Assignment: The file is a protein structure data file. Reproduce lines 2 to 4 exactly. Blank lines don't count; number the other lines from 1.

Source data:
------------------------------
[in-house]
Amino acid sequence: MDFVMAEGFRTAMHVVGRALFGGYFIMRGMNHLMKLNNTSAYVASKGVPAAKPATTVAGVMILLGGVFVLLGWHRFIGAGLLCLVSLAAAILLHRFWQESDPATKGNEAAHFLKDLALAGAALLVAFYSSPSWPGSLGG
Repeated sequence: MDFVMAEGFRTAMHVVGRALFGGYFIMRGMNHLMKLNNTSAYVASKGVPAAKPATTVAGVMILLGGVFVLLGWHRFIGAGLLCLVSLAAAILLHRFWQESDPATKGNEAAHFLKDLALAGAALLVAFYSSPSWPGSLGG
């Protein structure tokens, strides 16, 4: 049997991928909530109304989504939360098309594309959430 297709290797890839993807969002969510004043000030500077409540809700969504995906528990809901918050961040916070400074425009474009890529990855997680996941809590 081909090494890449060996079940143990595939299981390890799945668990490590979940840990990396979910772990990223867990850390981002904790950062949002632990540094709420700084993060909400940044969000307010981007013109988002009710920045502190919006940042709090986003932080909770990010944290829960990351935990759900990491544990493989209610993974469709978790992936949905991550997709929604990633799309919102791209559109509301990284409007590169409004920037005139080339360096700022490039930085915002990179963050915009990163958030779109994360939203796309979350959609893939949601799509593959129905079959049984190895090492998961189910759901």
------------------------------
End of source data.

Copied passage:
Amino acid sequence: MDFVMAEGFRTAMHVVGRALFGGYFIMRGMNHLMKLNNTSAYVASKGVPAAKPATTVAGVMILLGGVFVLLGWHRFIGAGLLCLVSLAAAILLHRFWQESDPATKGNEAAHFLKDLALAGAALLVAFYSSPSWPGSLGG
Repeated sequence: MDFVMAEGFRTAMHVVGRALFGGYFIMRGMNHLMKLNNTSAYVASKGVPAAKPATTVAGVMILLGGVFVLLGWHRFIGAGLLCLVSLAAAILLHRFWQESDPATKGNEAAHFLKDLALAGAALLVAFYSSPSWPGSLGG
């Protein structure tokens, strides 16, 4: 049997991928909530109304989504939360098309594309959430 297709290797890839993807969002969510004043000030500077409540809700969504995906528990809901918050961040916070400074425009474009890529990855997680996941809590 081909090494890449060996079940143990595939299981390890799945668990490590979940840990990396979910772990990223867990850390981002904790950062949002632990540094709420700084993060909400940044969000307010981007013109988002009710920045502190919006940042709090986003932080909770990010944290829960990351935990759900990491544990493989209610993974469709978790992936949905991550997709929604990633799309919102791209559109509301990284409007590169409004920037005139080339360096700022490039930085915002990179963050915009990163958030779109994360939203796309979350959609893939949601799509593959129905079959049984190895090492998961189910759901």